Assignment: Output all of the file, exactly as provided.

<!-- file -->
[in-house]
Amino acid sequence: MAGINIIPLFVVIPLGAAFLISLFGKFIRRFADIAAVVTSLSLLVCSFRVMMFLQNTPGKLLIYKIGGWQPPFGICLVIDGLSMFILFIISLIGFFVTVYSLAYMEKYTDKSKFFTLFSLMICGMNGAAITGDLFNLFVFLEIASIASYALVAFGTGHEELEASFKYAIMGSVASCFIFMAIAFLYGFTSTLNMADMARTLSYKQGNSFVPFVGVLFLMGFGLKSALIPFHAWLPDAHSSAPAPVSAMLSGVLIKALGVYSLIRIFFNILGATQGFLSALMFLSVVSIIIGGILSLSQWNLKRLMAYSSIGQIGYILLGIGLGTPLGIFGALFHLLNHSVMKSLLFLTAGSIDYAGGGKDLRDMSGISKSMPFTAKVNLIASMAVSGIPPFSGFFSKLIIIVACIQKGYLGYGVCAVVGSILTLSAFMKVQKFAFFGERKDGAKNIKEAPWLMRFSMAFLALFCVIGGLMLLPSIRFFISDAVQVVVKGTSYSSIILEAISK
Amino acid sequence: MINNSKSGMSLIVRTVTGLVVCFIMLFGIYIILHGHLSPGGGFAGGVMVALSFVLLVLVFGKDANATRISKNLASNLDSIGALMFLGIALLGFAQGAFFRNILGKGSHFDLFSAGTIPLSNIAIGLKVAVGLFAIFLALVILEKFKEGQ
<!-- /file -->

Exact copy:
[in-house]
Amino acid sequence: MAGINIIPLFVVIPLGAAFLISLFGKFIRRFADIAAVVTSLSLLVCSFRVMMFLQNTPGKLLIYKIGGWQPPFGICLVIDGLSMFILFIISLIGFFVTVYSLAYMEKYTDKSKFFTLFSLMICGMNGAAITGDLFNLFVFLEIASIASYALVAFGTGHEELEASFKYAIMGSVASCFIFMAIAFLYGFTSTLNMADMARTLSYKQGNSFVPFVGVLFLMGFGLKSALIPFHAWLPDAHSSAPAPVSAMLSGVLIKALGVYSLIRIFFNILGATQGFLSALMFLSVVSIIIGGILSLSQWNLKRLMAYSSIGQIGYILLGIGLGTPLGIFGALFHLLNHSVMKSLLFLTAGSIDYAGGGKDLRDMSGISKSMPFTAKVNLIASMAVSGIPPFSGFFSKLIIIVACIQKGYLGYGVCAVVGSILTLSAFMKVQKFAFFGERKDGAKNIKEAPWLMRFSMAFLALFCVIGGLMLLPSIRFFISDAVQVVVKGTSYSSIILEAISK
Amino acid sequence: MINNSKSGMSLIVRTVTGLVVCFIMLFGIYIILHGHLSPGGGFAGGVMVALSFVLLVLVFGKDANATRISKNLASNLDSIGALMFLGIALLGFAQGAFFRNILGKGSHFDLFSAGTIPLSNIAIGLKVAVGLFAIFLALVILEKFKEGQ